Community engagement must go beyond the occasional yet essential 'welcome to country' and the casual conversations that are often represented as 'partnerships'. The Australian Human Rights Act 2019 and the United Nations Declaration on the Rights of Indigenous Peoples aim to acknowledge the ethical and practical considerations necessary for engaging with First Nations communities and their cultural and ecological materials. For true community engagement, there must be a commitment to ensure First Nations' environmental, cultural and community values are ethically and respectfully engaged. Who holds the song for the plant varieties used in restoration projects? Who is culturally authorized to consent to restoration activities? Is the long-term welfare of the local Indigenous community and their ability to remain on-country a part of the plan?

Nampin, a Traditional Custodian of indigenous Australian song lines and plant knowledge

Today, industries often use environmental and sustainability claims, as well as claims of Indigenous partnership, which can mislead consumers. The following guidelines identify areas where both businesses and consumers need more guidance. In the age of big restoration projects, it is crucial to listen to the human voices, experiences, and stories behind the numbers. These narratives can bring to life the true impacts of restoration programs, share sidelined perspectives, and foster new innovations, connections, and reconciliation.

Effective community engagement recognizes and respects the crucial place of First Nations culture and stories at the centre of Australia’s environmental heritage, and is founded on the following ten principles for respecting Indigenous Cultural and Intellectual Property; respect, self-determination, consent and consultation, interpretation, cultural integrity, secrecy and privacy, attribution, benefit sharing, maintaining First Nation’s culture, and recognition and protection (Janke 2021).

Community engagement on the APY Lands

If you are working in ecological restoration, consider these active points of engagement as a way to explore some of the deeper questions and values around sustainability, including the nature of evolution and the role of human beings in the natural environment;

  1. Involvement with First Nations peoples as key leaders and decision-makers in planning, policy and engagement. Organizations are required to have proper consultation, consent and permissions for working with First Nations ecological materials as part of their restoration plan. Have you checked what and whose cultural permissions must be sought prior to going forward with your project, and are you ready to accept their advice and decisions? Are you mapping the important historical human and biological systems in the region?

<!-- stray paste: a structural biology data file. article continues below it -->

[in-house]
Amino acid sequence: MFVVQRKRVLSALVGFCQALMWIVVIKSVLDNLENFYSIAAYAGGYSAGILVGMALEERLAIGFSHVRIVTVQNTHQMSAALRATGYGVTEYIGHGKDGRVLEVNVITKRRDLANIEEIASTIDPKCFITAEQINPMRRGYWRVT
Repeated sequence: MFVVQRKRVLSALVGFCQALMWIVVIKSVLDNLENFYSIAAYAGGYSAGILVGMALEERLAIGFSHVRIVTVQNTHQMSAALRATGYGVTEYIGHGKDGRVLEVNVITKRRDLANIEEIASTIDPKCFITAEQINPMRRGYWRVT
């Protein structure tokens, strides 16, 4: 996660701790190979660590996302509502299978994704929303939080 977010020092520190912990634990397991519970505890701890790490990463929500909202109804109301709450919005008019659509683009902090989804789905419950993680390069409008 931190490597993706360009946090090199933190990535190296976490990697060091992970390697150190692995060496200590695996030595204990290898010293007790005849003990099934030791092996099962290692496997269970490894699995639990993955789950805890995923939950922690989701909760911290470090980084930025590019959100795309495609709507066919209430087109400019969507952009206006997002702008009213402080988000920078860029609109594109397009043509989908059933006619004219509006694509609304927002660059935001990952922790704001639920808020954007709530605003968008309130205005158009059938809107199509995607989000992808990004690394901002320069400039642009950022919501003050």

2. Organizations must invest in dedicated programs and initiatives that support career development and cultural practice of First Nations workers. What percentage of your staff and on-country restoration workers are of First Nations identity?

  3. Acknowledge the ethical, intellectual and cultural heritage property rights of First Nations people in ecological resources. How are you and your organization acknowledging and celebrating First Nation cultural contributions in your projects? Are First Nations practitioners leading the planning and delivery of the restoration work? Do you have the proper and appropriate permissions to gather seeds and other ecological materials?

  4. Do you have an Indigenous Engagement Strategy? What are the mutual benefits of your restoration project? Are you sharing the learnings and financial benefits?

  5. Are there First Nations members on your board and in key leadership positions within your organization? How are you as an employer supporting the professional development of Aboriginal and Torres Strait Islander employees?

These guidelines should be considered standard for the protection of the survival of First Nations as distinct peoples and are intended to address the challenges Indigenous people face around the world. Transparency and verification will be clearly expressed on the websites of those organizations that are doing it right.

The most vulnerable communities around the world are those that still hold an intricate knowledge of local cultural and biological diversity. Such forms of local knowledge (sometimes referred to as Traditional Ecological Knowledge, TEK) is vital to the survival of the planet, and disappearing fast. In a deeper sense, engaging appropriately with cultural practice and the custodians who hold it, is one of the main hallmarks of successful restoration impact.

Join us on this journey towards healing nature and restoration for people and the planet, walking together as we use our imagination and creativity to dream a more flourishing and compassionate world. Please consider joining the Biodiversity Action Network and support nature restoration projects around the world.

Bush Botanics is a founding member of the Biodiversity Action Network